Speaking of dormitories. I had a phone call from a student last night. His teacher has asked him to invite a "foreign teacher", an English teacher, to the boys dormitory to help them with their English conversation, and he asked me to go on Mondy night. Conversations with Chinese students can often be curious. He did explain that his teacher would be there - but his invitation to come and have fun with the boys in the dormitory I found rather amusing. I sent a text message to one of the other Aussie teachers. "I have been invited by some boys to go to their dormitory to play games and have fun, should I go?" Her reply (and I knew to expect something like this as she does have a wild sense of humour) was "Absolutely" and when I saw her we had a good laugh about that. So that's a story for next week.

So now it is cold I will wear one of my jackets and a scarf, and carry my bag of items for class, and my umbrella. I feel like a pack horse!

Wednesday, 29 October 2008

Just one of those days - that ended well.

Most of the teachers have had a challenge or two this week. My water machine broke - at least the hot water tap. We have to buy water in huge 20 litre bottles and the bottles are mounted on a machine that is connected to the electricity and dispenses hot or cold water suitable for drinking. Tap water is NOT!

I reported it, hotping that it could be easily repaired, but was told I had to get it over to the service centre (where ever that is), and a student could help. One of the other teachers had problems with her machine, it leaked. So we arranged for students to take both to the service centre, and as they could speak Chinese we would solve the problem of communciation. Only one student appeared, so I decided to put up with my problem and just use the cold water.

So the student and the teacher took the broken machine from the fifth floor, over to the repair centre, and returned with another machine, mounted the 20 litre bottle, and having turned it on, left her room and came down for coffee with me.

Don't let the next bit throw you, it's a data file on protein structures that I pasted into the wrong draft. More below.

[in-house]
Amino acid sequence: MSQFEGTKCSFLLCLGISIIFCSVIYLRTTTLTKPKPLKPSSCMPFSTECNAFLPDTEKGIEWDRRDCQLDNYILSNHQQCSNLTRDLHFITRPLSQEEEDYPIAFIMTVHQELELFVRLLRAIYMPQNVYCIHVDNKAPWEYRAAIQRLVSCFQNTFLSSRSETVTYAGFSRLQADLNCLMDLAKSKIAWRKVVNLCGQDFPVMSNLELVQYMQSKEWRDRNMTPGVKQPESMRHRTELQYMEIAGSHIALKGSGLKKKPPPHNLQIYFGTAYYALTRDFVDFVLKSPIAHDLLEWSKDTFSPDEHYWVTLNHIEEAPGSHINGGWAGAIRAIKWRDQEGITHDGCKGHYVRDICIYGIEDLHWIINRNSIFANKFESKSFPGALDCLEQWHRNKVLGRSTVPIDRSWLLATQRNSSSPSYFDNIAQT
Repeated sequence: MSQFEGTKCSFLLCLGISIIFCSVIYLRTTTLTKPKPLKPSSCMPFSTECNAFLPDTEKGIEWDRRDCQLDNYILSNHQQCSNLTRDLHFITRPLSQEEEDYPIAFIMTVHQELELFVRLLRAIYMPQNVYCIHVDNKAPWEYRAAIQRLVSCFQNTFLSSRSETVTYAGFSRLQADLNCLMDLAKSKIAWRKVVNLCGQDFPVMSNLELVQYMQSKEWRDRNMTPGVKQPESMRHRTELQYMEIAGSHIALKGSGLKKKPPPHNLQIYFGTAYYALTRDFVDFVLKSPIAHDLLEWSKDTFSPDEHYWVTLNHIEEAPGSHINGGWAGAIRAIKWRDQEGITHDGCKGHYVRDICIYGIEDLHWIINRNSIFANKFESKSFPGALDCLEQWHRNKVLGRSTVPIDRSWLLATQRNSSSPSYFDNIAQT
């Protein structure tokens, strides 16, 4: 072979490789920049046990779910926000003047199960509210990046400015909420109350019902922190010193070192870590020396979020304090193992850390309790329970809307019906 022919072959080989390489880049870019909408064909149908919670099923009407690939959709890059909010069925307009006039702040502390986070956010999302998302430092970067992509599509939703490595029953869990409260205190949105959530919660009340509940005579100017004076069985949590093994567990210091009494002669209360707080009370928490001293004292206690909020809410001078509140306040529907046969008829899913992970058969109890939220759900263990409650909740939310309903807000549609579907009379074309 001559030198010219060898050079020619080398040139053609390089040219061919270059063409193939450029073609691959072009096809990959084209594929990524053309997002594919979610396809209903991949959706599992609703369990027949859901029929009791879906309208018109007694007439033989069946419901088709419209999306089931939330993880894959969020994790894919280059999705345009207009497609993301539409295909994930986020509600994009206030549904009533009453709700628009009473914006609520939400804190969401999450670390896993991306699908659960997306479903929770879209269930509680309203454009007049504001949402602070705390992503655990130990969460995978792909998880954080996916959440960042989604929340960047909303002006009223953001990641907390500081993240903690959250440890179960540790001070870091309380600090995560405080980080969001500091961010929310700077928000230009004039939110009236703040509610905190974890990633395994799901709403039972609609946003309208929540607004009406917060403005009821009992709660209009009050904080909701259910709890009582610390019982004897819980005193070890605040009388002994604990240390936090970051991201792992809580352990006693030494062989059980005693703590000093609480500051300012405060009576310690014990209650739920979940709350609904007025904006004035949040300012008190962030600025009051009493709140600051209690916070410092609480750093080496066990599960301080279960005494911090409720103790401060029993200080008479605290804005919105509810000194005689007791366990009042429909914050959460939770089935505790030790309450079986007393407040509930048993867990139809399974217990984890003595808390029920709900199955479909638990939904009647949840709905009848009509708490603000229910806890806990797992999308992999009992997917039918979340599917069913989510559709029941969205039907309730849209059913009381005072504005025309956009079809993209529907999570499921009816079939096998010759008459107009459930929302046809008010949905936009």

Shortly she went up to her room and moments later my phone rang. The "new" water machine had leaked the 20 litres of water onto the floor and it had tripped the power. She had no power. I took my torch and headed upstairs, and a couple who live on the floor above me also joined me.

What a mess! Boxes of thing she had purchased were wet. Shoes were wet. Bags were wet. We were able to turn the power back on, and the floor was mopped.

So back downstairs again. We had heard that a bar had opened on the campus, so we thought we'd check it and see. What a find. There, within pleasant walking distance is a nice place to sit and enjoy a cocktail. Well, we only had two. But it was a rare treat. Very pleasant.

At the table next to us were four smart looking young ladies. I asked "Are you teachers?" They laughed. "Don't you remember us?" They were my students from last semester. How funny. We all agreed they looked quite smart and far more mature than the students in the class room.

Two drinks later we headed back to our apartments. That will be somewhere we will visit again! We had Brandy Alexanders. Very nice!!! I don't get to have a drink much when we are out as I don't drink beer, and can only get a bottle of wine in a restaurant, so choose to drink soft drink or iced tea. The Bar is a pleasant change!

Sunday, 26 October 2008

Day two in Hangzhou

Spot Versace????

As we woke after a good sleep we could hear the rain, so we had to decide what to do. We had bought "breakfast" the night before at a little shop - coffee, buns, jellied fruit etc. We had little joy learning about the facilities at the hotel, but we learned on booking out that their breakfast was good. We watched others eating it - wishing we had known about it before hand.

We had decided to go to the Silk Museum which is one of the many attractions around the West Lake and not far from our hotel. It was still raining and while on our way to the museum in the taxi, and noting the absolute chaos of the traffic with huge tour buses, taxis etc in the pouring ran, we decided to go straight into the shopping area near the lake. We didn't want to lug our backpacks around the museum which would have been crowded, so opted for the alternative. We decided we would go back to Hangzhou, but plan our tourist activities during the week when it was quieter.

We had found a good shop on the Saturday, so did a little Xmas shopping there, before finding an Italian coffee shop. Oddly enough it had a great array of stunning cakes in its menu, but had none. (Must have been a busy day on Saturday) so we had to settle for coffee, which was served in wonderful tea cups - just as if we were at a tea party in Oz.